When a Lapse of Consciousness Hearing ends, the hearing officer must consider and weigh all of the documentary evidence and the testimonial evidence to determine if a driver should be returned to the road. The hearing officer will consider many factors when coming to a final decision:
Set Aside: In the world of DMV administrative hearings, the “Set Aside” is a home run. This means the hearing officer has not only returned your full driving privileges but has also decided there was no good reason to suspend or revoke the driver license in the first place. This is important as it means no term of suspension appears on the driving record and as a result, there are no negative impacts on your insurance. This is the best result available.
End Action: This means the hearing officer has concluded that sufficient evidence exists to demonstrate that the underlying condition is stable and is not likely to reoccur .This result fully reinstates the driving privilege, however, the hearing officer concludes that the original suspension was warranted and therefore, this may result in negative insurance consequences.
Medical Probation I: This means the hearing officer has concluded that sufficient evidence exists to demonstrate that the underlying medical condition is stable, but there is some concern that the condition may deteriorate or recur. The driver is returned to full driving privilege; however, the DMV reserves the right to review the medical condition in a specified period of time (usually in one year).
Medical Probation II: This means the hearing officer has concluded that sufficient evidence exists to demonstrate that the underlying medical condition is currently stable, but there is a strong suspicion that the condition may deteriorate or recur. In this case, the driver is returned to full driving privilege, however, he must file a Driver Medical Evaluation at specified intervals (usually every three to six months) and until the department is satisfied the driver has a sufficient of stability.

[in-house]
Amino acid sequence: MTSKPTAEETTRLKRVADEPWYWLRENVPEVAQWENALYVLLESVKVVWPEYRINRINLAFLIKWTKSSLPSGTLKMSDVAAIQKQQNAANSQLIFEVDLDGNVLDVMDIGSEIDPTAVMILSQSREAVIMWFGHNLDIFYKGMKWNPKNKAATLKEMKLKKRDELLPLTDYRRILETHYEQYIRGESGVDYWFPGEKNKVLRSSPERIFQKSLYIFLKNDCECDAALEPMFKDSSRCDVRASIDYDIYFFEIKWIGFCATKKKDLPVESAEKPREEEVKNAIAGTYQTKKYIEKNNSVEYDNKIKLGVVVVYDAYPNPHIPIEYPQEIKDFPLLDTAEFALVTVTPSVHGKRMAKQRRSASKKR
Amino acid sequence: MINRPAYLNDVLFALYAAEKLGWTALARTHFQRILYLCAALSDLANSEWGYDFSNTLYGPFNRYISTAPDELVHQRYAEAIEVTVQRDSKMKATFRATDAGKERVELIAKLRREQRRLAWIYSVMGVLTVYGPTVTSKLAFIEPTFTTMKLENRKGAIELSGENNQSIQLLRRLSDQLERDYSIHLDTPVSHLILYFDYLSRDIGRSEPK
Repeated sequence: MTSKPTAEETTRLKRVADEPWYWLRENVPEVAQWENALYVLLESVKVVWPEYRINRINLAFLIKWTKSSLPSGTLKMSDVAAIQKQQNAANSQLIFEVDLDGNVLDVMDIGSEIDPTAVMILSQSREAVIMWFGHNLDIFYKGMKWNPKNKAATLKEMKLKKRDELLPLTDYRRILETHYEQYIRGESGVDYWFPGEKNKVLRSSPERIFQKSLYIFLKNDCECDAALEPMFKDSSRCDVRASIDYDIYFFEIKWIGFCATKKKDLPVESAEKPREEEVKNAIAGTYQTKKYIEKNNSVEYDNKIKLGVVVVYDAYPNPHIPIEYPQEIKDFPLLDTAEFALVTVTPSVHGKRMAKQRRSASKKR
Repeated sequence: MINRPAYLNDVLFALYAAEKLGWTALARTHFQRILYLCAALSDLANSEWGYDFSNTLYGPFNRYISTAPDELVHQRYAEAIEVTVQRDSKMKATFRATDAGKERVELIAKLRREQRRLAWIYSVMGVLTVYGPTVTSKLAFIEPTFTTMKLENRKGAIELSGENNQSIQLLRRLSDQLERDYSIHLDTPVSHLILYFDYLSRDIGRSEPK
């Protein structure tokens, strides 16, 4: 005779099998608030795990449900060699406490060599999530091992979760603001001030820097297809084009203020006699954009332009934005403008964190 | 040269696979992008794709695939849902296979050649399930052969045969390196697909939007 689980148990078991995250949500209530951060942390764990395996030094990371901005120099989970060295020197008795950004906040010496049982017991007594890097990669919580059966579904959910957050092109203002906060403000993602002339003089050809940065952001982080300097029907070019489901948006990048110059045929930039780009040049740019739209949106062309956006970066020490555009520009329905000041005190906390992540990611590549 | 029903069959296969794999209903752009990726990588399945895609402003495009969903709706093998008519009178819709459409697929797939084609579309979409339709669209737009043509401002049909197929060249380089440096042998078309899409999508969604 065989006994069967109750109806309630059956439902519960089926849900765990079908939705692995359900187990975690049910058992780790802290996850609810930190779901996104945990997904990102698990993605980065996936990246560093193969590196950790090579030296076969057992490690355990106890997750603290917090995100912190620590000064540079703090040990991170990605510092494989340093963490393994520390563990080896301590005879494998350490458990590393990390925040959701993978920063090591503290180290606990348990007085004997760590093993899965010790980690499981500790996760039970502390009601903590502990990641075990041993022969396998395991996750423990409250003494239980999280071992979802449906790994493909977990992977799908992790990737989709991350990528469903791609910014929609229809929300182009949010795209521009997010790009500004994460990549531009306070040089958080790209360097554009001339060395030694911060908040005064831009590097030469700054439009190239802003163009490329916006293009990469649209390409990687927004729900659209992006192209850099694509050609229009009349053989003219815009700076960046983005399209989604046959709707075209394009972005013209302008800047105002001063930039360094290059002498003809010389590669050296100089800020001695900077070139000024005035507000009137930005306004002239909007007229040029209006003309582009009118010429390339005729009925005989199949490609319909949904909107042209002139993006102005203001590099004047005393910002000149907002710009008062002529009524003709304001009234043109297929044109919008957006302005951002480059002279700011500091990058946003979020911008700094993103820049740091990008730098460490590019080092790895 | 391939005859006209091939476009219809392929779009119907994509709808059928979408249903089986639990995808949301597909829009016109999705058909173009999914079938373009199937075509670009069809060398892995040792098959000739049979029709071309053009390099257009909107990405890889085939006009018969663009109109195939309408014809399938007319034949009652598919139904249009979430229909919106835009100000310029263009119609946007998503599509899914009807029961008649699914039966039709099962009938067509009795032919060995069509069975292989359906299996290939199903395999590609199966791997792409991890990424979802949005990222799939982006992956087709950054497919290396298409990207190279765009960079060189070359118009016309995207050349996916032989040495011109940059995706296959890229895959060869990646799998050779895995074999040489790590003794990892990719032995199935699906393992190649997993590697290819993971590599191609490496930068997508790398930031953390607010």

Medical Probation III: This means the hearing officer has concluded that sufficient evidence exists to demonstrate that the underlying medical condition is currently stable and that the driver can be trusted to “self-report” any change in their medical fitness to drive. The person is returned to full driving privilege and is responsible for monitoring themselves.
Restriction: In all cases, the Hearing Officer does maintain the power to place a “restriction” on a driving privilege. In most instances, this means the driver is not permitted to drive at night or on the freeway.
Suspension/Revocation: This is the worst of all scenarios. This means the hearing officer concludes that there is insufficient evidence to demonstrate that the driver is safe to operate a motor vehicle and sustains the suspension. This generally, means the driver must refrain from driving for a minimum of 94 days or until such time as the medical condition stabilizes. At that point a request to “reopen” the matter may be granted.
We understand our client’s fear and objectives and will strive to meet or exceed their expectations. The mission of California Drivers Advocates is to provide the highest quality representation to our clients at administrative hearings before the California Department of Motor Vehicles.